A drive-by-download can penetrate a network’s security firewall. A drive-by-download can attack your system’s firewall with fragments of code that will usually go unseen.

A drive-by download can also connect itself to other systems. These viruses then introduce a code they need to access these other systems.

Cybersecurity Threat Prevention

If you’re ready to protect your company with a maximum level of security, try these cybersecurity prevention tips. They can help you make sure your company is prepared to meet these threats head-on.

Draft a Cybersecurity Policy

A cybersecurity policy is a written plan. This plan outlines the methods a company will use to protect its technology and information assets.

The policy advises employees on their responsibilities and obligations for protecting these assets. These policies can also outline employee and contractor levels of access.

A cybersecurity policy is also a preventative tool to help identify and head off threats before they do their mischief. Cybersecurity policies should always contain procedures for responding to security incidents. These policies should also contain preventive measures to keep them from ever happening.

Leverage Existing Cybersecurity Resources

Many organizations will provide cybersecurity resource information free of charge. For example, the Federal Communications Commission (FCC) offers this Cybersecurity Planning Guide resource.

The Cybersecurity Planning Guide contains many templates, based on company size. Both large and small companies can use these templates to create the best cybersecurity plan for their company.

Many private and public organizations also share security resources that are free to use or adapt to your organization. These templates are especially helpful for small business cybersecurity planning. Smaller firms can’t always hire a trained cybersecurity analyst to protect the company from cyber threats.

The SANS Institute of Philadelphia provides resources for cybersecurity threat prevention. You can find cybersecurity policy tools and templates on their website here.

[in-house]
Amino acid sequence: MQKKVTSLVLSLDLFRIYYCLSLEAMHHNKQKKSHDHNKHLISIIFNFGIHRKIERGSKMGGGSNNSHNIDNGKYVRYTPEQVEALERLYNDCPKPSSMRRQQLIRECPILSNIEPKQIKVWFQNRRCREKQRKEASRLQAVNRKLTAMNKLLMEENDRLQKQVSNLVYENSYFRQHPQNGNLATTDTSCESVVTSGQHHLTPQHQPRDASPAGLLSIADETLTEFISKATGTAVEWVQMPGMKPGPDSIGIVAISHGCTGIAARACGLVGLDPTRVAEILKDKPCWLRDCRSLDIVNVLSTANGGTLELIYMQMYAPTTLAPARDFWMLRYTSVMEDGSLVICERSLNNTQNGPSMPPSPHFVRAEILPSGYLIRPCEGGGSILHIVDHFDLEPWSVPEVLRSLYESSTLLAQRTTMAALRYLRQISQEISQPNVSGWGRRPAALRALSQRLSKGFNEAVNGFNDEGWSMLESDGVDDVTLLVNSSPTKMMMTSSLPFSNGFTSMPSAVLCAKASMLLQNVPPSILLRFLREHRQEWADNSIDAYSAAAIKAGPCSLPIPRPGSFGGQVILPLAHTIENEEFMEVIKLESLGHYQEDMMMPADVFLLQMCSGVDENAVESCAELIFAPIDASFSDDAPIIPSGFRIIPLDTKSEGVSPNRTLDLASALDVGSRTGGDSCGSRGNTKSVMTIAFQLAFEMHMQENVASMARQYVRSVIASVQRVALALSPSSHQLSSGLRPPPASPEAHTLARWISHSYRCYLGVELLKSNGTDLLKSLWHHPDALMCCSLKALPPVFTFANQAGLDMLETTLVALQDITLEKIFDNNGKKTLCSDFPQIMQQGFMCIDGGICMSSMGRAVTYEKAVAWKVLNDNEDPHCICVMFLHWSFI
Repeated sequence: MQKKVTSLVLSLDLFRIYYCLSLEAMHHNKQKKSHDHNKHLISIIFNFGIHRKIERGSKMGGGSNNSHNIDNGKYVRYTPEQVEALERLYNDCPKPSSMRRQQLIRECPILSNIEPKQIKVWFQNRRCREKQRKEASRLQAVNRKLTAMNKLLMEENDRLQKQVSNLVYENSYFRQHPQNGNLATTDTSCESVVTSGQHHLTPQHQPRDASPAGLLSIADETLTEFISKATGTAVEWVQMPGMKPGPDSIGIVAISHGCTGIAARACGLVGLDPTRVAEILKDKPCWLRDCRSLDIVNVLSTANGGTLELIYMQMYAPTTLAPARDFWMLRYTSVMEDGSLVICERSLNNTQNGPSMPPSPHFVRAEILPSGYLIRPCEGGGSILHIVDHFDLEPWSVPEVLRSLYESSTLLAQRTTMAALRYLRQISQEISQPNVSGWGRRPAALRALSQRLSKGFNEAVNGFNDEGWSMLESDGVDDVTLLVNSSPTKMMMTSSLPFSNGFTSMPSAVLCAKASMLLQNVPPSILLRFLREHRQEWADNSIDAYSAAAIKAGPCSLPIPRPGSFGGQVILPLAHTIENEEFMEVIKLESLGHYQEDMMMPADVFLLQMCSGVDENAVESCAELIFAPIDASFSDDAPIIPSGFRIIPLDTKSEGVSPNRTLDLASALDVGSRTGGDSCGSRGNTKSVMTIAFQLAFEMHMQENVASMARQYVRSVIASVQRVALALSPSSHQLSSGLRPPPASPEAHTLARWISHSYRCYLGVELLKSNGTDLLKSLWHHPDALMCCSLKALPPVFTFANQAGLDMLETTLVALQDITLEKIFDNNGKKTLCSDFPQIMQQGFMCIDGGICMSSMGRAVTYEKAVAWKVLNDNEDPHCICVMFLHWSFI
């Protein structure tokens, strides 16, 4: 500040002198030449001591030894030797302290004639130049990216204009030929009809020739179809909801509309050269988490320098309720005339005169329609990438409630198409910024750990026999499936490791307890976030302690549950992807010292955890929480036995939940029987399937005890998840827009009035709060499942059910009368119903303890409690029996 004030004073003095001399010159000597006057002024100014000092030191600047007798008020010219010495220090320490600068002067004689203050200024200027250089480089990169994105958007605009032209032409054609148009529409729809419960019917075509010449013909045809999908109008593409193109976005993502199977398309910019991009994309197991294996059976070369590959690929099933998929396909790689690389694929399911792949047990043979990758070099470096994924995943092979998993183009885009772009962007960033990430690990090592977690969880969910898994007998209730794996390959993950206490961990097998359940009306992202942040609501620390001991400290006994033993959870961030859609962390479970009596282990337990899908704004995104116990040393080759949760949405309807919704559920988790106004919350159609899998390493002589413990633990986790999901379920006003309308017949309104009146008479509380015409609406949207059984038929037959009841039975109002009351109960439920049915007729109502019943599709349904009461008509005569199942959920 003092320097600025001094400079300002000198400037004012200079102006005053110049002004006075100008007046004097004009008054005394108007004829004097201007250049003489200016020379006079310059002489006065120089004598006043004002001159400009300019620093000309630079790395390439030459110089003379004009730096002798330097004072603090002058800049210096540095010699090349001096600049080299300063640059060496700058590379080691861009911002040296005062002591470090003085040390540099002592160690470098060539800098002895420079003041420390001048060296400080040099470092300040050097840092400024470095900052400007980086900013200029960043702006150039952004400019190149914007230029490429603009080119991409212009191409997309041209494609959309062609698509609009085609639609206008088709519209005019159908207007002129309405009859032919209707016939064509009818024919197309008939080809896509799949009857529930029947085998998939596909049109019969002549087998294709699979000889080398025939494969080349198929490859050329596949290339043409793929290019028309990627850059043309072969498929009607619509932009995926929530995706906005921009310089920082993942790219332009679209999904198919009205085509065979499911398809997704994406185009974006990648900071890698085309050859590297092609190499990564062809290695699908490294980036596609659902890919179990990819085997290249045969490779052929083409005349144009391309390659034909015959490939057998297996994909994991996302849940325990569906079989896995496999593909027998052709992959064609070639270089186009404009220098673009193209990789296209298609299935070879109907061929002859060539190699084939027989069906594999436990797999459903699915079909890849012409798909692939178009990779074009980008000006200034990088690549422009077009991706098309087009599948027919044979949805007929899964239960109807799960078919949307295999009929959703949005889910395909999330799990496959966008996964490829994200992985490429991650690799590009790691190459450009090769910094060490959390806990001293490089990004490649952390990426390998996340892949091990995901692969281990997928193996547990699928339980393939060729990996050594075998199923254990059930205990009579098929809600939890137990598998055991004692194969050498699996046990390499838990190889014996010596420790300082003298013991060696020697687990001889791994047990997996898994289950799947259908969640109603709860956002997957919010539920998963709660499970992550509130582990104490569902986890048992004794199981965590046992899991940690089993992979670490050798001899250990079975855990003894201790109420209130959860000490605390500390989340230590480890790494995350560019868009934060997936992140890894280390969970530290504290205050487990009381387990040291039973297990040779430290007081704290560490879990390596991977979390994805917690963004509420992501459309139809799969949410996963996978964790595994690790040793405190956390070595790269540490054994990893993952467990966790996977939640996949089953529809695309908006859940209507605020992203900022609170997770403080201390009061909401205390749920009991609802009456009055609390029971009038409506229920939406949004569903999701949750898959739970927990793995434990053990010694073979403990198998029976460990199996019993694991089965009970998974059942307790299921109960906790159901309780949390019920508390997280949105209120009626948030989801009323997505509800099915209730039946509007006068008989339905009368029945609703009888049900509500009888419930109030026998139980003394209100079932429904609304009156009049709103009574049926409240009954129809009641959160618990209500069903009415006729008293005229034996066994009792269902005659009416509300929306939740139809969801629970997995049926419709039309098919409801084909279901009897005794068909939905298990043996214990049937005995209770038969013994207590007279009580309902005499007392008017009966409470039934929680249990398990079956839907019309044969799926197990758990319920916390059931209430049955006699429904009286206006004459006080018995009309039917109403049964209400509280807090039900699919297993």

Train Your Teams on Cybersecurity Fundamentals

Build your team to be your front line of defense to fight off cybersecurity attacks that threaten your business today. Advise them on the role they play in safeguarding your operations.

Show them how they can protect your business’s sensitive data records. Use these educational opportunities to share more about the cybersecurity threats there are out there.

There are numerous training sources available. These resources can provide you samples of online communication practices or rules.

One example of these sources is the National Initiative for Cybersecurity Careers and Studies (NICCS.) NICCS is a division in the Department of Homeland Security.

You should also coach your staff and other company members on your business cybersecurity policy. Outline how you need their help to protect sensitive customer data and other digital assets.

Teach them about their cybersecurity responsibilities. Make sure they understand the role they play in safeguarding records.

Limit Physical Access/Establish User Accounts

Each individual who can access your company data should have their own user account. A single employee should be responsible for system administration tasks. Lock and store company mobile devices or laptops when not in use.

Passwords and Other Authentications

Be sure every member of your team has their own individual, unique strong password. Change these passwords regularly, at least every two to three months.

You can also use multi-factor authentication systems. These types of systems require added log-in credentials as well as secure passwords.

Install Updated Software on all Devices and Networks

Install an updated version of security software in every online browser in your company. A current software version will help safeguard any data from malware or viruses.

Mobile Device Procedures

Be sure that anti-virus software is loaded on any of your company’s mobile devices, tablet, phone, or laptop. Anti-virus software can safeguard confidential data when you want to access it in public networks. Personal devices must also include individual password-protections as well.

Produce Backup Copies of Data

Establish a schedule for regular backups of data on all your company’s computers. Back up documents like spreadsheets, human resource files, and accounts receivable/payable records. Keep these backup copies either in the cloud or stored offsite.

What are Your Next Steps to Promote Your Company’s Cybersecurity?

Download the planning guide from the FCC. This guide can get you ready to start creating a cybersecurity policy. Make sure that your employee’s mobile devices and other equipment have updated versions of security software.

You can check out our website for more helpful information on some of the latest cybersecurity trends. Cybersecurity is a necessary reality for those companies that rely on a digital environment. Implement these steps today so your company won’t become a cyber-attack victim.